The scale is not a calibrated one, if you make a little more controlled experiment then you will see that with contrast set to "normal" each of first three rectangles from the right cover 1 2/3 stops, 5 stops in total. The last rectangle contains the rest of the dynamic range, exact amount depending on camera model/ISO/WB/noise. For jpgs, from my experience, compensation from the centre of the first rectangle to the right is close to 1 stop (5/6eV, but we can't set it that way in camera). I do not mind tiny specks in the image to go pure white. Tiny white specs will disapper on the print because of ink smearing and dot gain. Because raw has more headroom centre of the first rectangle allows me to increase exposure by 1.5 to 2 stops, depending on the raw converter mode.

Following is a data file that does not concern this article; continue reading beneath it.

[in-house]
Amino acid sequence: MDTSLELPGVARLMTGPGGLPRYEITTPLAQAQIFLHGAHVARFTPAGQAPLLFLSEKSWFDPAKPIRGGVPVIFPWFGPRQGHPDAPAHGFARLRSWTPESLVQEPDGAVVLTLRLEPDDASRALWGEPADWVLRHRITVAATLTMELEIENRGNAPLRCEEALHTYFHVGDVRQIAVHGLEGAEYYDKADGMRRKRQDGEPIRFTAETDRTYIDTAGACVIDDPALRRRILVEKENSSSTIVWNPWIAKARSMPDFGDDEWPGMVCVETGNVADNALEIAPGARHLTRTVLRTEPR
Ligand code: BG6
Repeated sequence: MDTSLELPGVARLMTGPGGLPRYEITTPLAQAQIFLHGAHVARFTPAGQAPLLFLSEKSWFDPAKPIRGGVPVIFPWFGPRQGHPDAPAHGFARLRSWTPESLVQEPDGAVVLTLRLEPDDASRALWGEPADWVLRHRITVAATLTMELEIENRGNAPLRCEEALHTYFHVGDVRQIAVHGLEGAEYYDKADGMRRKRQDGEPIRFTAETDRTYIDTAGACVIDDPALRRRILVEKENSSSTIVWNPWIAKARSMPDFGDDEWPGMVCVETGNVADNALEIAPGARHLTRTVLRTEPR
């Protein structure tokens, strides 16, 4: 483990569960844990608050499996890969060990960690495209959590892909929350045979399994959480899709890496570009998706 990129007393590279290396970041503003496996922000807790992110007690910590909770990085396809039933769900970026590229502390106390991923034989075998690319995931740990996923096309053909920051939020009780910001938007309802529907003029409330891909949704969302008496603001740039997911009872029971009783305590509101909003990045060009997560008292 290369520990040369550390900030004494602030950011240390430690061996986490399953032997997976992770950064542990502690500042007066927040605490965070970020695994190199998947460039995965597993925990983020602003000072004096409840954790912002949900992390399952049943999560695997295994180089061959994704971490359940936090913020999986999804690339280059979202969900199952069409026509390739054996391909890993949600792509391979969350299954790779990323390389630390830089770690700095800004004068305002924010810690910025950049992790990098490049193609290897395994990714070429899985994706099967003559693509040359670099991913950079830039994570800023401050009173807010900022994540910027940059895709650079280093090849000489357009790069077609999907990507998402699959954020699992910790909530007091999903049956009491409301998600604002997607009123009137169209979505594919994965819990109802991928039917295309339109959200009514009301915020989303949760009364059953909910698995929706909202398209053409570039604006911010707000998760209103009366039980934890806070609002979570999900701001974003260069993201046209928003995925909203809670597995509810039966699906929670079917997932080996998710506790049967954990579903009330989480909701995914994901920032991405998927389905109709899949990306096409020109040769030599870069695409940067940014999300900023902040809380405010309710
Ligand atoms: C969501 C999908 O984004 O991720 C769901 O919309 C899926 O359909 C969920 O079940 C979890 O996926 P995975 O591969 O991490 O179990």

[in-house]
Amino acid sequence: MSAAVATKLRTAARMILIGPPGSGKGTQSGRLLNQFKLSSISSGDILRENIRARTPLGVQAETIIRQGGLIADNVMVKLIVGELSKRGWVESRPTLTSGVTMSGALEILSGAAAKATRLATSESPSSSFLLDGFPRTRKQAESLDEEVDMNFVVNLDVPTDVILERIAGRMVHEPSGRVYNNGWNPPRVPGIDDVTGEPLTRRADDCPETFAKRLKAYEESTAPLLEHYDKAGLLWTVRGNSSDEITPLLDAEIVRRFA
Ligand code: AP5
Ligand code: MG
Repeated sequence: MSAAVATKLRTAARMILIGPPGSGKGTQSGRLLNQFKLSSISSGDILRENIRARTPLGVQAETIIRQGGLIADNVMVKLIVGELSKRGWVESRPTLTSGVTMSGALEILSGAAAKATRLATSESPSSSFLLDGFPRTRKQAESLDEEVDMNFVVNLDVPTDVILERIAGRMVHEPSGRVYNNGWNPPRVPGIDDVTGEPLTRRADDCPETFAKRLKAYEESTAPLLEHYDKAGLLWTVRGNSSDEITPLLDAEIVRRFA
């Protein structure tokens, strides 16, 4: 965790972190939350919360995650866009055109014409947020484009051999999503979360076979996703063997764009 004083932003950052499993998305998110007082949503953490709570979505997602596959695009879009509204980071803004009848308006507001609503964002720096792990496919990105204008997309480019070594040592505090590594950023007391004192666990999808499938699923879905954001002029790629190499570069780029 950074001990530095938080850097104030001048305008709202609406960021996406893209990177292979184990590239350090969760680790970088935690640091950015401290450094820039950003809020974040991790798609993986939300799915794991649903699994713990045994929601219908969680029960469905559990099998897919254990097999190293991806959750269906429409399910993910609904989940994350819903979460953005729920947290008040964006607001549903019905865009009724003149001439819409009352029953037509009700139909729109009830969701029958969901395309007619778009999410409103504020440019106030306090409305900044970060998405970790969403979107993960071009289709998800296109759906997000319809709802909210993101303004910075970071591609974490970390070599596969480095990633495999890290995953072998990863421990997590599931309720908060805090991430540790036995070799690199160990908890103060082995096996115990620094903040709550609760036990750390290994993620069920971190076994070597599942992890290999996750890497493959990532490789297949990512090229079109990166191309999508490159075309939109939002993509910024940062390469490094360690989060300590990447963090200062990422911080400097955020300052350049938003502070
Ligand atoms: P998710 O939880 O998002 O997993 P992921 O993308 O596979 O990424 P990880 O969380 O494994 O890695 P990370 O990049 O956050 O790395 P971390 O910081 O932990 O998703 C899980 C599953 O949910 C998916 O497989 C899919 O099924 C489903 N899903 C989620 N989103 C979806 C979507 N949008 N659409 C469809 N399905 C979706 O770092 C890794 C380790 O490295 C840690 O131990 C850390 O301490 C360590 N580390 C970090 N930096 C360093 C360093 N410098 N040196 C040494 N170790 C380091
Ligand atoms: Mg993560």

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OK, please correct me if what I say here is wrong, as I'm attempting to move it to practical shooting ( I chimp my shots to help me with exposure):

My meter will generally bias the exposure to the left (or under expose) and I actually have much more room to open the exposure on the right. For example, when taking my ski racing pics, I expose for the snow then open up two stops (a la Thom Hogan). After the first few test shots, I tweak this advice up or down slightly.

What this test shows, I think, is that, I may be doing this without necessarily knowing what I'm doing (ain't life grand). My non-scientific observation is that CS2 and other programs in auto mode like to adjust exposure about 1/3 of stop.

Or am I still all thumbs?
 
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Spot-/centre-metering from snow and compensating plus 2-3eV is such an old knowledge I won't associate Thom's name with it. :) I use 2.5 eV, it works with our converter well enough.

By default ACR interprets exposure differently from my practice. To see that and to match what you see on Nikon's in-camera histogram you can shoot some grey step wedge.